Govt strips Kappatagudda forest of  ‘conservation reserve’ tag  

Siddaramaiah government declared Kappatagudda in Gadag district as a conservation reserve, it has now withdrawn the notification. 

Published: 12th November 2016 01:26 AM  |   Last Updated: 12th November 2016 04:57 AM   |  A+A-

Express News Service

BENGALURU: A year after the Siddaramaiah government declared Kappatagudda in Gadag district as a conservation reserve, it has now withdrawn the notification. 


Citing the reasons for withdrawal, the government notification dated October 4 says representations were received from the public and organisations in Gadag district raising objections about a public hearing not being held before the declaration. 

Environmentalists believe the government bowed
to pressure from the mining lobby


“The declaration of Kappatagudda Conservation Reserve is without complying with the mandatory provisions of public consultation and following the process of public hearing. Further, this landscape is neither adjacent to any national park/wildlife sanctuary or part of a link/corridor from one protected area to another. In October, the Board had considered this issue in entirety and had resolved to withdraw the notification.”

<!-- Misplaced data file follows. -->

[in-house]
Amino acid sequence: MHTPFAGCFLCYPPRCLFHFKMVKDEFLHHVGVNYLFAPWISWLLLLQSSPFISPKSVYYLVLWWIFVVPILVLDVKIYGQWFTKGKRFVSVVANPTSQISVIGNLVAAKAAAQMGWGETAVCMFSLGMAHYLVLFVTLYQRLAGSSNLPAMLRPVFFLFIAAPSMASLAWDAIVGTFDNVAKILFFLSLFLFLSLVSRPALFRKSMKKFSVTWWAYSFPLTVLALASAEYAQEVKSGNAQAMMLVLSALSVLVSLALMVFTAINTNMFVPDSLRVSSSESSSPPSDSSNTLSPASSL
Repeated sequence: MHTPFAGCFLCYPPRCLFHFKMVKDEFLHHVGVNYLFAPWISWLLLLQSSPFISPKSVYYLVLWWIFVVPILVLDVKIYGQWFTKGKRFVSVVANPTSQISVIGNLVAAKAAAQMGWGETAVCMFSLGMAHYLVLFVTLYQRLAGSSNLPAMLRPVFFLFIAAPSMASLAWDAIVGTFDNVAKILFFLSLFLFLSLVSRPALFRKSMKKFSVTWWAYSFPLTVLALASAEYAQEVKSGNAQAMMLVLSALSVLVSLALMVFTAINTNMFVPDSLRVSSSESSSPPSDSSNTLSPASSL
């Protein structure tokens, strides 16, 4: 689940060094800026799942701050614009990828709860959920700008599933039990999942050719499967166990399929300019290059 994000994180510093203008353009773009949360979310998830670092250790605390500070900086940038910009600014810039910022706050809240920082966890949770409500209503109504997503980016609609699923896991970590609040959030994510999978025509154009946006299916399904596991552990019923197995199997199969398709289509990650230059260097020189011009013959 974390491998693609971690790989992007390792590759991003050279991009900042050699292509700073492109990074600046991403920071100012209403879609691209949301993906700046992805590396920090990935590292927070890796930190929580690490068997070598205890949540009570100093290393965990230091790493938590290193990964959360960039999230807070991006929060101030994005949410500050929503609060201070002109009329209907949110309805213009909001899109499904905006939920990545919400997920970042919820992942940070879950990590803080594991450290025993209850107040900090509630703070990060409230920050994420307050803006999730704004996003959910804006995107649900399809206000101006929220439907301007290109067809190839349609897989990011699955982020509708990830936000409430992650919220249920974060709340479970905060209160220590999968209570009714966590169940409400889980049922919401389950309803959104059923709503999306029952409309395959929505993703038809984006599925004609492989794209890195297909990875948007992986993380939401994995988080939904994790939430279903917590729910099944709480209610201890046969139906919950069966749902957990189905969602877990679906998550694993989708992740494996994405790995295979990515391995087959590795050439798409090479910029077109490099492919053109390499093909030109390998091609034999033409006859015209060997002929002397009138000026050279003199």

On December 19, 2015, under the chairmanship of Chief Minister Siddaramaiah, the Karnataka State Board of Wildlife had cleared the proposal for 17,872 hectares of the reserve forest to be declared as a conservation reserve under Section 36A of Wildlife Protection Act, 1972. 


The decision had brought cheer to conservationist who had made efforts to save the biodiversity-rich forest from serious ecological damage caused by mining, windmills, accidental fires and other activities.
Spread over Mundargi, Shirhatti and Gadag taluks, the forest area is home to a variety of medicinal plants, aromatic herbs, other flora and fauna. In fact, for the preservation of medicinal plants, the government had carved out 90 hectares of forest land.


Questioning the withdrawal of the tag, wildlife conservationists from Dharwad and Uttara Kannada said the government had bowed down to pressures from the mining lobby as the hill ranges in this forest are rich in gold and iron deposits and illegal mining had been going on for decades.

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